So in the past I've just gone to the blogs and saved down posts in whatever format to code (as in analyze). One participant with lots of equations asked me to use screenshots if my method didn't show them adequately.
This time I have just a few blogs of interest and I want to go all the way back, and I'll probably do some quantitative stuff as well as just coding at the post level. For example just indicating if the post discusses their own work, other scholarly work, a method (like this post!), a book review... , career advice, whatever. Maybe I'll also select some to go deeper but it isn't content analysis like linguists or others do at the word level.
Anyway, lots of ways to get the text of web pages. I wanted to do it in R completely, and I ended up getting the content there, but I found python to work much better for parsing the actual text out of the yucky tags and scripts galore.
I had *a lot* of help with this. I lived on StackOverflow, got some suggestions at work and on friendfeed (thanks Micah!), and got a question answered on StackOverflow (thanks alecxe!). I tried some books in Safari but meh?
I've had success with this on blogger and wordpress blogs. Last time when I was customizing a perl script to pull the commenter urls out every blog was so different from the others that I had to do all sorts of customization. These methods require very little change from one to the next. Plus I'm working on local copies when I'm doing the parsing so hopefully having as little impact as possible (now that I know what I'm doing - I actually got myself blocked from my own blog earlier because I sent so many requests with no user agent)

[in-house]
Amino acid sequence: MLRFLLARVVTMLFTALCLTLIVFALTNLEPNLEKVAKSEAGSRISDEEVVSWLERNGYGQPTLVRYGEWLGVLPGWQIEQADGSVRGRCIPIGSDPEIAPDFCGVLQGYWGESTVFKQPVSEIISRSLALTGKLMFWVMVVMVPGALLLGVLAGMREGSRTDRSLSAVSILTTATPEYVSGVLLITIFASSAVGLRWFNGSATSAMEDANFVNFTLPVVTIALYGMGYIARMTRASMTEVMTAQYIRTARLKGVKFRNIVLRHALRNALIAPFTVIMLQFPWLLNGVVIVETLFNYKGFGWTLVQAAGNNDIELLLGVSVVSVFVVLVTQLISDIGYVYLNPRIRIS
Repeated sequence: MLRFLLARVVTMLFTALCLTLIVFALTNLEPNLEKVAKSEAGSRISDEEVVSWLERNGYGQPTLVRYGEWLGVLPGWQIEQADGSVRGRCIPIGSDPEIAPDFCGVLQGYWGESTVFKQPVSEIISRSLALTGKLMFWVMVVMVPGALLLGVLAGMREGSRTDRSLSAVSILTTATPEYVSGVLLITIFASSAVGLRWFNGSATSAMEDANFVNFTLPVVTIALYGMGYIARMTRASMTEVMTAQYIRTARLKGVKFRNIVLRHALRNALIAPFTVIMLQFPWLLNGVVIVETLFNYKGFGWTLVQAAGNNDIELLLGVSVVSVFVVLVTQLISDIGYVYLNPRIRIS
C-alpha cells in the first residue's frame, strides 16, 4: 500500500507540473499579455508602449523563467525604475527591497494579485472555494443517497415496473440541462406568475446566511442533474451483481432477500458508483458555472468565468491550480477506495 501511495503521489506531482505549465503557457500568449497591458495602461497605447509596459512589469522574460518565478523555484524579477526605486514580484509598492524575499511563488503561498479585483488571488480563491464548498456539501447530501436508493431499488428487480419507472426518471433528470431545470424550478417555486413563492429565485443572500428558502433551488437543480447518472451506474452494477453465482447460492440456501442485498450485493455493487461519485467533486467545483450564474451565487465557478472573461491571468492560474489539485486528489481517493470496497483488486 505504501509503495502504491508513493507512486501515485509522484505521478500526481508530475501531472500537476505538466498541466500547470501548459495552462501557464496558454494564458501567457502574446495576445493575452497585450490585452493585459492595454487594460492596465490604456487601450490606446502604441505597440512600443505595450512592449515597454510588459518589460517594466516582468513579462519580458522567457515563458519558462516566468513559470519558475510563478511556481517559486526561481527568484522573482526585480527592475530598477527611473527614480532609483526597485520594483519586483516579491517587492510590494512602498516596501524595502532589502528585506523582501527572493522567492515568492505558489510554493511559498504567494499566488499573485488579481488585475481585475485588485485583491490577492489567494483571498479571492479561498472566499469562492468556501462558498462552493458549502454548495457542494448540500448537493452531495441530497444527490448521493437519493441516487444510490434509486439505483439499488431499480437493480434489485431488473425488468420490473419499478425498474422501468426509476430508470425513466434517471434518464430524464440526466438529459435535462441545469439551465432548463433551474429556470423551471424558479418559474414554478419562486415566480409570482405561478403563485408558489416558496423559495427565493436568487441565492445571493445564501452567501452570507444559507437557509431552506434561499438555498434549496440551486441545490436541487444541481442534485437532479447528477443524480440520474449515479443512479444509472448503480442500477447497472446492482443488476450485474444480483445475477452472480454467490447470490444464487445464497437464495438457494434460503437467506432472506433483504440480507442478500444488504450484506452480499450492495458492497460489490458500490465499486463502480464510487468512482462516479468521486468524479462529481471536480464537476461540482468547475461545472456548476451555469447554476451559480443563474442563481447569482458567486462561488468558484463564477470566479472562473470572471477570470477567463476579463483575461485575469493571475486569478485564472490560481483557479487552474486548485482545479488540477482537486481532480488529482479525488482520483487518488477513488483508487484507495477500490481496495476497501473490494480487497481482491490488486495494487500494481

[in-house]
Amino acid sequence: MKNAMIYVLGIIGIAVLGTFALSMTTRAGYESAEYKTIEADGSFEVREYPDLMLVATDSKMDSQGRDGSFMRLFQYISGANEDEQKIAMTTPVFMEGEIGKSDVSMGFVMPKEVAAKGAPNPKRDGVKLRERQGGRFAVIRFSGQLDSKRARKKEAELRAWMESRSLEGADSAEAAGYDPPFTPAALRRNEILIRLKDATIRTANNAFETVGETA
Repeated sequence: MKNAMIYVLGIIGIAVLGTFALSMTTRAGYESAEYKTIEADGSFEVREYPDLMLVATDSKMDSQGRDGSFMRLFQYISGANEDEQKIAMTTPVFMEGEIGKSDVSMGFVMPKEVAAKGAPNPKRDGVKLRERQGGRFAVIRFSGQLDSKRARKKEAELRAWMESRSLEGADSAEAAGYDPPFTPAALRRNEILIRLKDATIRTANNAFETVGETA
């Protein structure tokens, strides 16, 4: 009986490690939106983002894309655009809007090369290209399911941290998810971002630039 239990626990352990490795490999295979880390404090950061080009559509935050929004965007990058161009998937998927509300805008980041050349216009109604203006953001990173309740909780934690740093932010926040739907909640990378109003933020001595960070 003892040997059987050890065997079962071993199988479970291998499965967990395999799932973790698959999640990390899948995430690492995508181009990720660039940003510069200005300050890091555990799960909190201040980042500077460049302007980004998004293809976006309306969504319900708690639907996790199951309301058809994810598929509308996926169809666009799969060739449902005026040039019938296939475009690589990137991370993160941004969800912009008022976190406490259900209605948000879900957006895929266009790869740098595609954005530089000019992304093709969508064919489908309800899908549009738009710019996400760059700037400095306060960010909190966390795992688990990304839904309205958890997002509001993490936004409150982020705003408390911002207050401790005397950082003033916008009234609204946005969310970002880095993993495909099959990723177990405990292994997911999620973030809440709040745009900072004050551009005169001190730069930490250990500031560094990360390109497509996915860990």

So using R to get the content of the archive pages. Largest reasonable archive pages possible instead of pulling each post individually, which was my original thought. One blog seemed to be doing an infinite scroll but when you actually looked at the address block it was still doing the blogurl/page/number format. I made a csv file with the archive page urls in one column and the file name in another. I just filled down for these when they were of the format I just mentioned.
Read them into R. Then had the function:
UserAgent <- "pick something"
temp <- getURL(link, timeout = 8, ssl.verifypeer = FALSE, useragent = "UserAgent")
nameout <- paste(fileName, ".htm", sep="")
I ended up doing it in chunks. if you're doing this function with one it's like:
More often I did a few:
So I moved the things around to put them in a folder.
Then this is the big help I got from StackOverflow. Here's how I ended up with a spreadsheet.
from bs4 import BeautifulSoup
import os, os.path
# from http://stackoverflow.com/questions/24502139/using-beautifulsoup-to-pull-multiple-posts-from-a-single-blog-archive-page-with
# this is the file to write out to
posts_file = open ("haposts.txt","w")
soup = BeautifulSoup(open(filename))
posts = 
for post in soup.find_all('div', class_='post'):
title = post.find('h3', class_='post-title').text.strip()
author = post.find('span', class_='post-author').text.replace('Posted by', '').strip()
content = post.find('div', class_='post-body').p.text.strip()
date = post.find_previous_sibling('h2', class_='date-header').text.strip()
posts = str(posts)
# this is from http://stackoverflow.com/questions/13014862/parse-each-file-in-a-directory-with-beautifulsoup-python-save-out-as-new-file?rq=1
for filename in os.listdir("files"):
print ("All done!")
So then I pasted it into word, put in some line breaks and tabs and pasted into excel. I think I could probably go from that file or the data directly into Excel, but this works.
Really very minor tweaking between blogs. Most I don't actually need an author for but I added in the url using something like this:
url = post.find('h2').a.get('href')
The plan is to import this into something like nvivo or atlas.ti for the analysis. Of course it would be very easy to load it in to R as a corpus and then do various textmining operations.